In the early days of Netflix, Co-CEO Ted Sarandos used to bolster his team to fill the content department with a look to the future.
“I used to try and get the team to understand the potential scale of the business by saying things like, someday we’ll be so big, we’ll have an anime vice president. Sarandos remembers this week. “And then it’s a day now.”
That’s right – Netflix hired Rob Pereyda last year as the first person in charge of anime, the Japanese action cartoon genre.
And “it’s a day now” as the company hit two milestones at the end of 2020. Netflix has attracted over 200 million paying subscribers. And, having spent billions and billions of other people’s money to cover huge deficits over the past decade, Netflix has achieved financial self-sufficiency and created a heavyweight in sustainable entertainment.
That must have been the vibe at Netflix headquarters before the company announced its results Tuesday afternoon:
Wall Street, as usual, focused on the small picture. How many subscribers did they add in the quarter, compared to how many did they say they would add compared to the average number analysts planned to add? (The answers, by the way, were 8.5 million, 6 million, and 5.9 million, respectively.)
But it was more the overview that made the stock bigger. The revelation that the company would have positive cash flow this year despite the spending was highlighted (or buried) on page 5 of Netflix’s quarterly earnings letter to shareholders. nearly $ 20 billion on new programming. And with $ 8 billion in cash, that means “we believe we no longer need to raise external funding for our day-to-day operations.” Cash will be so plentiful that the company will even buy back some of its stock, a common price support practice that Netflix hasn’t done since 2011. Even investors who haven’t watched a second of Bridgerton know that this is a positive point.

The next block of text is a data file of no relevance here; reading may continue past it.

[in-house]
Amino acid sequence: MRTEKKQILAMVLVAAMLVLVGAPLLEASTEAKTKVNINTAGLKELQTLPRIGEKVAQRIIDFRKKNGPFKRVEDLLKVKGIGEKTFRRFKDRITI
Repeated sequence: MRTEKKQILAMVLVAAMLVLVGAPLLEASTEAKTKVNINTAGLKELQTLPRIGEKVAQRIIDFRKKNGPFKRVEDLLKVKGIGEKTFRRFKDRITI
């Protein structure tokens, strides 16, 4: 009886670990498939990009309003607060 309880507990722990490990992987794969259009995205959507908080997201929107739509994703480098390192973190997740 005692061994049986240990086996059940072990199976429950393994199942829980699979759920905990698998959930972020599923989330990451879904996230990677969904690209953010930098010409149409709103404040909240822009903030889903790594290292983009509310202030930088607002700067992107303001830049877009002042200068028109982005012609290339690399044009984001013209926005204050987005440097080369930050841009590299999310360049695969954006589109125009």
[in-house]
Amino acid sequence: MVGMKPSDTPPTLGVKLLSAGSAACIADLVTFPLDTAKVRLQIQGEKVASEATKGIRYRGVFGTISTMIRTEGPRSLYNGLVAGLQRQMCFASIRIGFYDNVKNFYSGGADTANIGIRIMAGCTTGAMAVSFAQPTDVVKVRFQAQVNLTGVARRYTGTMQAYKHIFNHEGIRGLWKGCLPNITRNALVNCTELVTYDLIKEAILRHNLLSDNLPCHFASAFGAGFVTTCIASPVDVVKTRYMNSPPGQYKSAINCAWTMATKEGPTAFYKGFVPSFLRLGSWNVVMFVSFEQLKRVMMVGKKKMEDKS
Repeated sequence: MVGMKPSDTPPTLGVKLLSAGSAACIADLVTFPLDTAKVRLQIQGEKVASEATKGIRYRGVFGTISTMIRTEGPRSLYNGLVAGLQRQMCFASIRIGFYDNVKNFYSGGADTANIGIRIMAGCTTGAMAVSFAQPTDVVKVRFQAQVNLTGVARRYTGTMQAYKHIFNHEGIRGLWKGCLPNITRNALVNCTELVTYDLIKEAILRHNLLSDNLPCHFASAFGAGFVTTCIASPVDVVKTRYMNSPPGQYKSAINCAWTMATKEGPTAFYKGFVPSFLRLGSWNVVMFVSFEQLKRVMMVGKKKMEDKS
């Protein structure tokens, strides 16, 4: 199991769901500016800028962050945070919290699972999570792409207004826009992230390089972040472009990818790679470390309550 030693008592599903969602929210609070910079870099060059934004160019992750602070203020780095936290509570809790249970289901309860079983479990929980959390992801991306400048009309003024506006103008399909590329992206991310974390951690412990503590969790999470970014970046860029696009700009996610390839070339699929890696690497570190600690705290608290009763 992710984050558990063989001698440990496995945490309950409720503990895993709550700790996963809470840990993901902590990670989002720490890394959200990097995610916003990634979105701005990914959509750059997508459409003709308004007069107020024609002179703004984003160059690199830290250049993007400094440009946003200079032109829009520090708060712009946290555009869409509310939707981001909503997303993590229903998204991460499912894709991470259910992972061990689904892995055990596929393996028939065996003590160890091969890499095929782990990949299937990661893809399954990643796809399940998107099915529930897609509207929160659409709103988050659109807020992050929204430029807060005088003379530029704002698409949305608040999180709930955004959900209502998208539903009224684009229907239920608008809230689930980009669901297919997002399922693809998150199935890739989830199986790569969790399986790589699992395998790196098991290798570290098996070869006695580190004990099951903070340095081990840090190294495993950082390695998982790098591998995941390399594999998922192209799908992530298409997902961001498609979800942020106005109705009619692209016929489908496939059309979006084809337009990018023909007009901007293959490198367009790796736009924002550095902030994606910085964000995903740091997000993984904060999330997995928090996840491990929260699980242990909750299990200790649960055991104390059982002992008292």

Netflix stock, already worth more than $ 500 billion, rose 14% in pre-market trading on Wednesday morning to nearly $ 574, less than $ 2 from its all-time high. Although it jumped 67% last year as a lead member of the pandemic portfolio, the stock had already lost 7% so far in 2021.
There was another change, more tone and approach, highlighted in the letter to shareholders. Netflix was known as the studio who would not share the number of views and I wouldn’t even tell stars and producers how their shows and movies performed. But now there is data galore. Midnight sky, the dystopian sci-fi thriller directed by George Clooney, drew 72 million homes in its first four weeks. Lower rated holiday movie Holidate starring Emma Roberts has drawn 68 million homes. And the new favorite of the House of Pressman, the French mini-series Lupine with Omar Sy released this month, is expected to exceed 70 million in its first four weeks.